Across the river, in the offices of an old building from the golden age of the Soviet Union, some women frantically move between the rooms. In one of these the door opens and closes hundreds of times a day and is always manned: here we think about supplies, numbers, contacts and humanitarian arrivals from all over the world. And so in the improvised inventories, among the diapers and tomato cans, there are also badges and grades of fabric: there are thousands of them on an office shelf tied to bunches with a spring, but more and more bulletproof vests, helmets are sought military, K-rations and medical kits for soldiers. The last outpost that guarantees support and supplies for the defense of the East is located in Dnipro: the city that on the one hand reaches out to refugees and on the other arms the arm of resistance.
Since the first days of the war, up to five hundred civilians arrived here a day, asking for a Kalashnikov to go to the front: “We sent them to the military commissariat because yes, this is the Coordination Center for Territorial Defense Volunteers, but they had to enlist do it there.
We collect the things you need and then take them to the front, “explains Katerina Leonova, one of the leaders. Then the fibrillation of the southern territories began and more and more often those vans returned to the base loaded with people on the run.
Dnipro, where the largest Jewish community in Ukraine is concentrated but also the highest crime rate in the country, has always acted brazenly in the assault of Russian militias, which have so far struck here but without sinking. Four days ago a dozen missiles arrived in the area and destroyed the airport and a few weeks earlier the railway station had been hit in nearby Pavlohrad. The gray city cut in half by the river, with its old and often run-down buildings, however, seems nonchalant, despite the sandbags and Friesian horses everywhere. “The only thing we must be careful of is the bombing of the bridge – many say – so that we do not remain isolated in the South or North. Because we can still be decisive”.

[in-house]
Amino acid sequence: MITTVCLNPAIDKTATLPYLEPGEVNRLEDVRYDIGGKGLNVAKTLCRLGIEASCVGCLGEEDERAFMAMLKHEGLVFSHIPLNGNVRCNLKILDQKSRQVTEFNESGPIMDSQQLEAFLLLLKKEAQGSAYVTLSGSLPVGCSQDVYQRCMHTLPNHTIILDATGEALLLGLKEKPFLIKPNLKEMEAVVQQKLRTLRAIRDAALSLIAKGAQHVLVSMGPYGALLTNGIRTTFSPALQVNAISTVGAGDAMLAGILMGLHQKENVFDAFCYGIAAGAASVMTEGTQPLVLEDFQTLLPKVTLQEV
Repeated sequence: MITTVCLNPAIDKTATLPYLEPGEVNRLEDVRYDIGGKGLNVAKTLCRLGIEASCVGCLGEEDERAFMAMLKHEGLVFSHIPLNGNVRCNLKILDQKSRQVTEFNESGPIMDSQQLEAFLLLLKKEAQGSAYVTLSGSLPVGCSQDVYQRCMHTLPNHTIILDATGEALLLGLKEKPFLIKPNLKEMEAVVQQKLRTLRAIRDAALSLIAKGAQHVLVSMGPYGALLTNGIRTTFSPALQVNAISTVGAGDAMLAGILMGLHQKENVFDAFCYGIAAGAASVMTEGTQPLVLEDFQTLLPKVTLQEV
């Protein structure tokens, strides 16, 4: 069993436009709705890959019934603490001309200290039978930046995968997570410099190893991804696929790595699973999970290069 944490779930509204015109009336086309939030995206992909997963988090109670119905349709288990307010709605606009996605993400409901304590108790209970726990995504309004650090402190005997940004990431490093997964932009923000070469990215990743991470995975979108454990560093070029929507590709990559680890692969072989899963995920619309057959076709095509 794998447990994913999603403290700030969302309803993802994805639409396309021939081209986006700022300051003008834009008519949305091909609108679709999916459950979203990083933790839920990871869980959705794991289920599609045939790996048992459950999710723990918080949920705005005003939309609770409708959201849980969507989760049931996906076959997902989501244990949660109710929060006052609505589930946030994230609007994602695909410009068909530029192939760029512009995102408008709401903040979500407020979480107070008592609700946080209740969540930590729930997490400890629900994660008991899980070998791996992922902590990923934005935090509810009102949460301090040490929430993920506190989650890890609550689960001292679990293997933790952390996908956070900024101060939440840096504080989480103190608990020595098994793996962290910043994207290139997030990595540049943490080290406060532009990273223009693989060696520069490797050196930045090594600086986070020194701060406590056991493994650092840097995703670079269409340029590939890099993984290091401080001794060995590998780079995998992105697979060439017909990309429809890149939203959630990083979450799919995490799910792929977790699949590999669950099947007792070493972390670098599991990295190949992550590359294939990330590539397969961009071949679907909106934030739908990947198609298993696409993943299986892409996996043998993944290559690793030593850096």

Meanwhile, what makes the difference here is the tenacity of women, who support the men at the front. “This is not new – explains Leonova – since 2014 women have begun to enlist and represent about 10% of the territorial defense, many others go to the front as nurses and doctors, make camouflage nets, cook large quantities of food, manage distribution medicine and take care of the registers. And there is a difference with the soldiers of the army, who instead have the same roles as men: they are snipers, they fight behind mortars or in infantry “.
A couple of kilometers away, however, Tatiana Yanushkevich, a Belarusian and Polish lawyer, proudly displays the newly painted refugee children’s room, which she will set up with drawings on the walls and rubber mats. “So far we have registered one hundred thousand people arriving from all over the Donestk region here in Dnipro. In the former dormitory of the Russian workers who built the metro station in the city, there are now 323 refugees, including 70 children: they populate the five floors of the ‘building, arranged in the rooms crossed by dark and suffocating corridors. The worst news always comes from Mariupol, where, the new guests say, “the only way to get out of that nightmare is to go to Crimea or Russia, where some tell us of having been forced to stand naked in front of the soldiers. In that city there is no food and many are forced to drink snow water. The first to die are the youngest, from hunger. “But for them now Dnipro is a cradle, welcoming children like a